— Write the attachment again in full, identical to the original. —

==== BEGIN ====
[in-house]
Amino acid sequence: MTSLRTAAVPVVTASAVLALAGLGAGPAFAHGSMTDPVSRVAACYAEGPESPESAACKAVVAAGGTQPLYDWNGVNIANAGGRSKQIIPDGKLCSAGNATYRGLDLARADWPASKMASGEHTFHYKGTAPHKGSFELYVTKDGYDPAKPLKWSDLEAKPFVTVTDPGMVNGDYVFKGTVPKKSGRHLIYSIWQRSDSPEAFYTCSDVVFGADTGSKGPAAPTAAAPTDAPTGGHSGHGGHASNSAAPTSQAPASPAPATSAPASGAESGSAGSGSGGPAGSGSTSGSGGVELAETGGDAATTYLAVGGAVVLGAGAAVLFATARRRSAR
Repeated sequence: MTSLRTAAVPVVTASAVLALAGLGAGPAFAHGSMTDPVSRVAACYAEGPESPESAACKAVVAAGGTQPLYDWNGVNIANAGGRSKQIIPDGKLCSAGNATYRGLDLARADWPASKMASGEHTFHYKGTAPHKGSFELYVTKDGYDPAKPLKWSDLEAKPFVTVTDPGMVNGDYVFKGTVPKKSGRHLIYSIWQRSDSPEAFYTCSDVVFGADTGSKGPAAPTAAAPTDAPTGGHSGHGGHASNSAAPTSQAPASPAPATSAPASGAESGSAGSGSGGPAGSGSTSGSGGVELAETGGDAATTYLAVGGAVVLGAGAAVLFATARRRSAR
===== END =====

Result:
[in-house]
Amino acid sequence: MTSLRTAAVPVVTASAVLALAGLGAGPAFAHGSMTDPVSRVAACYAEGPESPESAACKAVVAAGGTQPLYDWNGVNIANAGGRSKQIIPDGKLCSAGNATYRGLDLARADWPASKMASGEHTFHYKGTAPHKGSFELYVTKDGYDPAKPLKWSDLEAKPFVTVTDPGMVNGDYVFKGTVPKKSGRHLIYSIWQRSDSPEAFYTCSDVVFGADTGSKGPAAPTAAAPTDAPTGGHSGHGGHASNSAAPTSQAPASPAPATSAPASGAESGSAGSGSGGPAGSGSTSGSGGVELAETGGDAATTYLAVGGAVVLGAGAAVLFATARRRSAR
Repeated sequence: MTSLRTAAVPVVTASAVLALAGLGAGPAFAHGSMTDPVSRVAACYAEGPESPESAACKAVVAAGGTQPLYDWNGVNIANAGGRSKQIIPDGKLCSAGNATYRGLDLARADWPASKMASGEHTFHYKGTAPHKGSFELYVTKDGYDPAKPLKWSDLEAKPFVTVTDPGMVNGDYVFKGTVPKKSGRHLIYSIWQRSDSPEAFYTCSDVVFGADTGSKGPAAPTAAAPTDAPTGGHSGHGGHASNSAAPTSQAPASPAPATSAPASGAESGSAGSGSGGPAGSGSTSGSGGVELAETGGDAATTYLAVGGAVVLGAGAAVLFATARRRSAR